Vitamin Facts

Your body uses vitamins for a variety of biological processes, including growth, digestion, and nerve function. There are 13 vitamins that the body absolutely needs: vitamins A, C, D, E, K, and the B vitamins (thiamine, riboflavin, niacin, pantothenic acid, biotin, vitamin B-6, vitamin B-12 and folate). AAFP cites two categories of vitamins.

  • Water-soluble vitamins are easily absorbed by the body, which doesn't store large amounts. The kidneys remove those vitamins that are not needed.
  • Fat-soluble vitamins are absorbed into the body with the use of bile acids, which are fluids used to absorb fat. The body stores these for use as needed.

 

Practice Safety with Dietary Supplements

When it comes to purchasing dietary supplements, Vasilios Frankos, Ph.D., Director of FDA's Division of Dietary Supplement Programs, offers this advice: "Be savvy!"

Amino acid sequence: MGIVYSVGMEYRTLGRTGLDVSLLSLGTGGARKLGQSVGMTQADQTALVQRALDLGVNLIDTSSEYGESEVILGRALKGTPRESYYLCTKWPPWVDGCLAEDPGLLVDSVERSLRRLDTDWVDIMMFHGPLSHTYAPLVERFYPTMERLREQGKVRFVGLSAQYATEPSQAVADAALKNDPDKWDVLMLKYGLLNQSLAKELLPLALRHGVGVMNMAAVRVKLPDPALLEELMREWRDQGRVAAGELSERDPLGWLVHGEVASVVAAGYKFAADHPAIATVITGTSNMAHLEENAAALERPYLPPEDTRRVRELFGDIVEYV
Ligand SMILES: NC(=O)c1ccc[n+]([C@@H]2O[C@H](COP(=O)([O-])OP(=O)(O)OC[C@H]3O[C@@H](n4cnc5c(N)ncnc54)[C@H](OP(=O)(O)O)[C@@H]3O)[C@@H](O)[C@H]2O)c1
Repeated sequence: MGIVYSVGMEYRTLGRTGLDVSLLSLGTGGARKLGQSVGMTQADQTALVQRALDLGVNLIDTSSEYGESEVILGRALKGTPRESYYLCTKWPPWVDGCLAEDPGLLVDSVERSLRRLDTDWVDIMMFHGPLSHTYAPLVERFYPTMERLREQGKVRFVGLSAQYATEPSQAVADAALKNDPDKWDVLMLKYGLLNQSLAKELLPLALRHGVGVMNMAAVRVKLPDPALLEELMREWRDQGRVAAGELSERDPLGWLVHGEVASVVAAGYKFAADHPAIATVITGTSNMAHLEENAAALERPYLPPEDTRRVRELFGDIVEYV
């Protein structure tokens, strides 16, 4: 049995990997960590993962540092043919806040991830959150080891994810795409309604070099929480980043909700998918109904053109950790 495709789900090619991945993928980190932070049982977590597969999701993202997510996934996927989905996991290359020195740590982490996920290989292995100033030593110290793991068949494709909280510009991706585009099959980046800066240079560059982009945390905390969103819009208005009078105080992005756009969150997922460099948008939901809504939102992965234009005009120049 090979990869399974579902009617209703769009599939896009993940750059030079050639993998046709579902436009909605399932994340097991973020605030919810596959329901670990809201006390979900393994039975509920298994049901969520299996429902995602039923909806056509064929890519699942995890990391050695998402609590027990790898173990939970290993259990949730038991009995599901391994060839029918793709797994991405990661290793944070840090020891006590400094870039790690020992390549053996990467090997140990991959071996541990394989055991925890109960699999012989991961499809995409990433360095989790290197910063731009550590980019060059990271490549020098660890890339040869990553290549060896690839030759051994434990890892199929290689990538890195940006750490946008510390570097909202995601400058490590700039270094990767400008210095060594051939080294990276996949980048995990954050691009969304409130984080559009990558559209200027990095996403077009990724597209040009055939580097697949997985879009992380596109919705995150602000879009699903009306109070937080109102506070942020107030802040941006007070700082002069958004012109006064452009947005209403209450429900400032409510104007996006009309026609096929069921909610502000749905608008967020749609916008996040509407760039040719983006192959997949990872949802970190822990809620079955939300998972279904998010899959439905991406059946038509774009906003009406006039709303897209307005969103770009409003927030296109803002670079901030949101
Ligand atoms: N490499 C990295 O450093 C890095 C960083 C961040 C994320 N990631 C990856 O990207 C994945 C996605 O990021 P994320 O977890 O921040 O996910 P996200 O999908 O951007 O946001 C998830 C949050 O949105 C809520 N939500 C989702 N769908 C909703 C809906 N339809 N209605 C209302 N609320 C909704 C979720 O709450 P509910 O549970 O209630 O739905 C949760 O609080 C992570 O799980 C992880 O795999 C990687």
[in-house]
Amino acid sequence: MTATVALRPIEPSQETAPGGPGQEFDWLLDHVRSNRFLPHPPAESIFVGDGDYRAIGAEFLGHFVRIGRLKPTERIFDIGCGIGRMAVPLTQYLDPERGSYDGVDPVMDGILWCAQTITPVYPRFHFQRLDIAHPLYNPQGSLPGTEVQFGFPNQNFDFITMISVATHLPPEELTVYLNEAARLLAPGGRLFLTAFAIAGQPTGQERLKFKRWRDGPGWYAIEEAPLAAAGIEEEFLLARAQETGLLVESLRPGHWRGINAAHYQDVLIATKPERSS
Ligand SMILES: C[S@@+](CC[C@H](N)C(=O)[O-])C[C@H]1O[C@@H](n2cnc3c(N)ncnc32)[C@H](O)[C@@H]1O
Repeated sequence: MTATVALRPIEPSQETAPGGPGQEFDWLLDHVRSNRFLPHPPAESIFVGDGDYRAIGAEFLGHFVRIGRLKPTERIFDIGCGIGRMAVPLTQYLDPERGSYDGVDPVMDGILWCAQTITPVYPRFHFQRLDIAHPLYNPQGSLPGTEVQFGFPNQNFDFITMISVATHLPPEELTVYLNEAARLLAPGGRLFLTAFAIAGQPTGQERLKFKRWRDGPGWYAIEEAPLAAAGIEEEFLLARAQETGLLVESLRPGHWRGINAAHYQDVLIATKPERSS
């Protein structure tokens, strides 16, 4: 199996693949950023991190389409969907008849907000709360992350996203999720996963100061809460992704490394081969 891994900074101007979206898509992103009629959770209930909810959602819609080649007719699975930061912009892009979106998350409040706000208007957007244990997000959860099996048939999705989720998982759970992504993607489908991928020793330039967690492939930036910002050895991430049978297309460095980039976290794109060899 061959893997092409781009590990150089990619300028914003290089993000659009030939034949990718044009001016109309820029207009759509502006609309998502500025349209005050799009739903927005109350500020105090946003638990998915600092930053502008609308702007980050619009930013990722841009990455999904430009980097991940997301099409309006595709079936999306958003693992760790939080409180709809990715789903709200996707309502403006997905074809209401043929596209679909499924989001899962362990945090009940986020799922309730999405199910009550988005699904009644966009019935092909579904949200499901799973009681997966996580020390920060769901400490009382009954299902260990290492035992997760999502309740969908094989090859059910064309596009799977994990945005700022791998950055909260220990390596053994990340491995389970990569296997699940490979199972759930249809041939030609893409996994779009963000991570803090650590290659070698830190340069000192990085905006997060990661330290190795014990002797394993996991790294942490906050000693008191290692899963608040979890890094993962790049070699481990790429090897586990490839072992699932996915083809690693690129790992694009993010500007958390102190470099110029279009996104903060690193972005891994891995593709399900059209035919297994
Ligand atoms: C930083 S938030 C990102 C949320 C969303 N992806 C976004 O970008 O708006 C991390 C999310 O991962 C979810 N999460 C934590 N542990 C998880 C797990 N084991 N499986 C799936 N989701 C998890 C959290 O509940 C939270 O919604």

Today's dietary supplements are not only vitamins and minerals. "They also include other less familiar substances such as herbals, botanicals, amino acids, and enzymes," Frankos says. "Check with your health care providers before combining or substituting them with other foods or medicines." Frankos adds, "Do not self-diagnose any health condition. Work with your health care providers to determine how best to achieve optimal health."

Consider the following tips before buying a dietary supplement:

  • Think twice about chasing the latest headline. Sound health advice is generally based on research over time, not a single study touted by the media. Be wary of results claiming a "quick fix" that departs from scientific research and established dietary guidance.
  • More may not be better. Some products can be harmful when consumed in high amounts, for a long time, or in combination with certain other substances.